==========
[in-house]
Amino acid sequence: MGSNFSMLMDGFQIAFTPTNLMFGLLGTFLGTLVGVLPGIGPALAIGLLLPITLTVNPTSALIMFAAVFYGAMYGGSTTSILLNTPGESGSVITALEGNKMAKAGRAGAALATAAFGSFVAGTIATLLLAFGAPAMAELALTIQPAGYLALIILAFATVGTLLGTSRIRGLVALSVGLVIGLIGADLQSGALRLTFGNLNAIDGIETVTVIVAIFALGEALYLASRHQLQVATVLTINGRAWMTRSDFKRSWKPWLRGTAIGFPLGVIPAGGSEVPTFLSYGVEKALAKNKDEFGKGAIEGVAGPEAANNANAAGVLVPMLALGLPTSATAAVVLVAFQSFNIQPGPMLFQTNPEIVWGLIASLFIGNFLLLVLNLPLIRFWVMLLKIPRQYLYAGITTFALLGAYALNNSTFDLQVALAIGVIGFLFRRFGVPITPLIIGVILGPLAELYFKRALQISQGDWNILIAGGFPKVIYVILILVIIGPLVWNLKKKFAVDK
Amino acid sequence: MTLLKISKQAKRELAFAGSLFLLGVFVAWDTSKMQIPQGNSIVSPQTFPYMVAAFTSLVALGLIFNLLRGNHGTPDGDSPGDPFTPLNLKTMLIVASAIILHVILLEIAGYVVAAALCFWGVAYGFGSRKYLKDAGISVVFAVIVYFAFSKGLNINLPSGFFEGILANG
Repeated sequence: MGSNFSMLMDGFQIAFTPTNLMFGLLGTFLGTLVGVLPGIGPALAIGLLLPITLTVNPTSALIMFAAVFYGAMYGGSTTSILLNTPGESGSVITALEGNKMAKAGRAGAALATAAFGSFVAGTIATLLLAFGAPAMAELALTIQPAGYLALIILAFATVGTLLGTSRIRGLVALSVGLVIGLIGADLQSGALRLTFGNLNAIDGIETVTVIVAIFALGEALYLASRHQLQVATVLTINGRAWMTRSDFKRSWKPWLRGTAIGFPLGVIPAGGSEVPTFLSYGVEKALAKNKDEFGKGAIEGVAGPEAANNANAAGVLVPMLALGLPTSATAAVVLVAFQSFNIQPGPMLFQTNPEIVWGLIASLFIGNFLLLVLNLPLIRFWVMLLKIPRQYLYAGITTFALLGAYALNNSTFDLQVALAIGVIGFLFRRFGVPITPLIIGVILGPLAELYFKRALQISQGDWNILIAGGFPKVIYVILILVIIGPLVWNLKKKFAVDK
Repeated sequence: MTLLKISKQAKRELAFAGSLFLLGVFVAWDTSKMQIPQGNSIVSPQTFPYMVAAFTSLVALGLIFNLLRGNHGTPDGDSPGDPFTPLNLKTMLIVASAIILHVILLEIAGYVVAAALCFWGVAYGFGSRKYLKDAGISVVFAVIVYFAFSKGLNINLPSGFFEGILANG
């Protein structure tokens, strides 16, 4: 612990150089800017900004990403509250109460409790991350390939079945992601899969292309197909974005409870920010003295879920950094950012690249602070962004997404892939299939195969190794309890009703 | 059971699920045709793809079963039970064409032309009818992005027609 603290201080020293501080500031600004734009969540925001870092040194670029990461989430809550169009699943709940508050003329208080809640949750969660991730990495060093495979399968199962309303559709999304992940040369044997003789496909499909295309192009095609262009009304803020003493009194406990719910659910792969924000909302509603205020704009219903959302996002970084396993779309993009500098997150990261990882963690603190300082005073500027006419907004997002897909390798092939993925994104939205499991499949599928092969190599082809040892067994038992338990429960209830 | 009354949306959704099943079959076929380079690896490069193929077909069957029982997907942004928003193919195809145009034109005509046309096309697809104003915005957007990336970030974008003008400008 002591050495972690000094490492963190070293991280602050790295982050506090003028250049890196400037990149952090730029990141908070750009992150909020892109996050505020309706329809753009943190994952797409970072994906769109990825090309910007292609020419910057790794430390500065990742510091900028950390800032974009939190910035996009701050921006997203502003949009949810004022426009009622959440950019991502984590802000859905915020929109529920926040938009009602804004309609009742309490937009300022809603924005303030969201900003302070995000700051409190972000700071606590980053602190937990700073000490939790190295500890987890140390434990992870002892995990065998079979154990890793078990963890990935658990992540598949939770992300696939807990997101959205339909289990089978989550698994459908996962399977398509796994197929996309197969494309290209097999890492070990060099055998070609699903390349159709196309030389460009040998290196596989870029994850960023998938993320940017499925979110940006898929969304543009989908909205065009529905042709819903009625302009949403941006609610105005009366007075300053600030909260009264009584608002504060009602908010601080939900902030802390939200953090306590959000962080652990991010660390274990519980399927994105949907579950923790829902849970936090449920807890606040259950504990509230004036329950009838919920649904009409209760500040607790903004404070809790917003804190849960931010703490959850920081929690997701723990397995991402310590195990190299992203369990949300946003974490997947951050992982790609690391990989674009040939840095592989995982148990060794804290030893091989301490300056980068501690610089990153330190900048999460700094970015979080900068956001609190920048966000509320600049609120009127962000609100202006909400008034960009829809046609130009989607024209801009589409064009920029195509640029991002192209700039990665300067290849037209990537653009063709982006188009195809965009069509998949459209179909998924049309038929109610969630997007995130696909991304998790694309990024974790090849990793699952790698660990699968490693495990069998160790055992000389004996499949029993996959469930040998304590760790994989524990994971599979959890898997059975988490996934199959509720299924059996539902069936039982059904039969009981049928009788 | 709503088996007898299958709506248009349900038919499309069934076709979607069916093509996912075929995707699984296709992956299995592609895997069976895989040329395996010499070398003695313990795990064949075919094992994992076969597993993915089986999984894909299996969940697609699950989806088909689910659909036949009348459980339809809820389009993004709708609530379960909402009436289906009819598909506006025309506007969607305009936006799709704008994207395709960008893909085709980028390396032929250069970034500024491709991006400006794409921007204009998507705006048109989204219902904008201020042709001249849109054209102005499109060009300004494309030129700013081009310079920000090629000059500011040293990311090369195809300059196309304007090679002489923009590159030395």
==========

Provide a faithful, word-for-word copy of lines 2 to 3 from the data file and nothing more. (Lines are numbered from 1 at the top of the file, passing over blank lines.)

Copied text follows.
Amino acid sequence: MGSNFSMLMDGFQIAFTPTNLMFGLLGTFLGTLVGVLPGIGPALAIGLLLPITLTVNPTSALIMFAAVFYGAMYGGSTTSILLNTPGESGSVITALEGNKMAKAGRAGAALATAAFGSFVAGTIATLLLAFGAPAMAELALTIQPAGYLALIILAFATVGTLLGTSRIRGLVALSVGLVIGLIGADLQSGALRLTFGNLNAIDGIETVTVIVAIFALGEALYLASRHQLQVATVLTINGRAWMTRSDFKRSWKPWLRGTAIGFPLGVIPAGGSEVPTFLSYGVEKALAKNKDEFGKGAIEGVAGPEAANNANAAGVLVPMLALGLPTSATAAVVLVAFQSFNIQPGPMLFQTNPEIVWGLIASLFIGNFLLLVLNLPLIRFWVMLLKIPRQYLYAGITTFALLGAYALNNSTFDLQVALAIGVIGFLFRRFGVPITPLIIGVILGPLAELYFKRALQISQGDWNILIAGGFPKVIYVILILVIIGPLVWNLKKKFAVDK
Amino acid sequence: MTLLKISKQAKRELAFAGSLFLLGVFVAWDTSKMQIPQGNSIVSPQTFPYMVAAFTSLVALGLIFNLLRGNHGTPDGDSPGDPFTPLNLKTMLIVASAIILHVILLEIAGYVVAAALCFWGVAYGFGSRKYLKDAGISVVFAVIVYFAFSKGLNINLPSGFFEGILANG